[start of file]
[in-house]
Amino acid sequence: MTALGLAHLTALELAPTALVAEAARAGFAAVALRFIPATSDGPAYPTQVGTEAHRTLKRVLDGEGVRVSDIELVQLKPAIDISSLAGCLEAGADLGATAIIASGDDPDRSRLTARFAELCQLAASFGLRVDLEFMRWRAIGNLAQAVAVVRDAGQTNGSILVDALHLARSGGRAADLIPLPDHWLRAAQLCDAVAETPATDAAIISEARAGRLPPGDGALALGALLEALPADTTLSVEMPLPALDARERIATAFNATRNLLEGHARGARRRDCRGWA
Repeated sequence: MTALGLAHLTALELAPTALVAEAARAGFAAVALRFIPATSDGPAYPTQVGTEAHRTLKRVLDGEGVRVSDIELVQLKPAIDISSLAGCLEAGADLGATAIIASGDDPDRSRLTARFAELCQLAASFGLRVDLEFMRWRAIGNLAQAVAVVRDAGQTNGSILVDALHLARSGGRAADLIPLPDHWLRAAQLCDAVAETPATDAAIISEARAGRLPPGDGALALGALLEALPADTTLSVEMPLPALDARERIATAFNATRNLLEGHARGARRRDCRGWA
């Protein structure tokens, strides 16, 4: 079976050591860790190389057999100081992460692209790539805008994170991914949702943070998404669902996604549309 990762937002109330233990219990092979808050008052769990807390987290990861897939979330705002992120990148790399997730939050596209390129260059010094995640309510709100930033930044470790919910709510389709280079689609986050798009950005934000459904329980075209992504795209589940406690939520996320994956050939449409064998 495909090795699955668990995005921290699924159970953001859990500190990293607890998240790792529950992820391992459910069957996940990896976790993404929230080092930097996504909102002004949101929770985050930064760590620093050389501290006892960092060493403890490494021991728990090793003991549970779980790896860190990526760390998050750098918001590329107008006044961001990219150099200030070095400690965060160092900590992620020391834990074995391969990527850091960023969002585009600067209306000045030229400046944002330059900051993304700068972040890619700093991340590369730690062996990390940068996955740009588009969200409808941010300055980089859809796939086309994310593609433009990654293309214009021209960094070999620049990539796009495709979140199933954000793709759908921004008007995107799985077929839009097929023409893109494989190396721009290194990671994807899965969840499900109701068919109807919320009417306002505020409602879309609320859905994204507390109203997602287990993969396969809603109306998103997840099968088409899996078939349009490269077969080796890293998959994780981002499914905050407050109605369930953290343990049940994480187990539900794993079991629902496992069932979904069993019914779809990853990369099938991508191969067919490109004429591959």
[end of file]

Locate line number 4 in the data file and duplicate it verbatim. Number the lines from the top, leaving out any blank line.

């Protein structure tokens, strides 16, 4: 079976050591860790190389057999100081992460692209790539805008994170991914949702943070998404669902996604549309 990762937002109330233990219990092979808050008052769990807390987290990861897939979330705002992120990148790399997730939050596209390129260059010094995640309510709100930033930044470790919910709510389709280079689609986050798009950005934000459904329980075209992504795209589940406690939520996320994956050939449409064998 495909090795699955668990995005921290699924159970953001859990500190990293607890998240790792529950992820391992459910069957996940990896976790993404929230080092930097996504909102002004949101929770985050930064760590620093050389501290006892960092060493403890490494021991728990090793003991549970779980790896860190990526760390998050750098918001590329107008006044961001990219150099200030070095400690965060160092900590992620020391834990074995391969990527850091960023969002585009600067209306000045030229400046944002330059900051993304700068972040890619700093991340590369730690062996990390940068996955740009588009969200409808941010300055980089859809796939086309994310593609433009990654293309214009021209960094070999620049990539796009495709979140199933954000793709759908921004008007995107799985077929839009097929023409893109494989190396721009290194990671994807899965969840499900109701068919109807919320009417306002505020409602879309609320859905994204507390109203997602287990993969396969809603109306998103997840099968088409899996078939349009490269077969080796890293998959994780981002499914905050407050109605369930953290343990049940994480187990539900794993079991629902496992069932979904069993019914779809990853990369099938991508191969067919490109004429591959």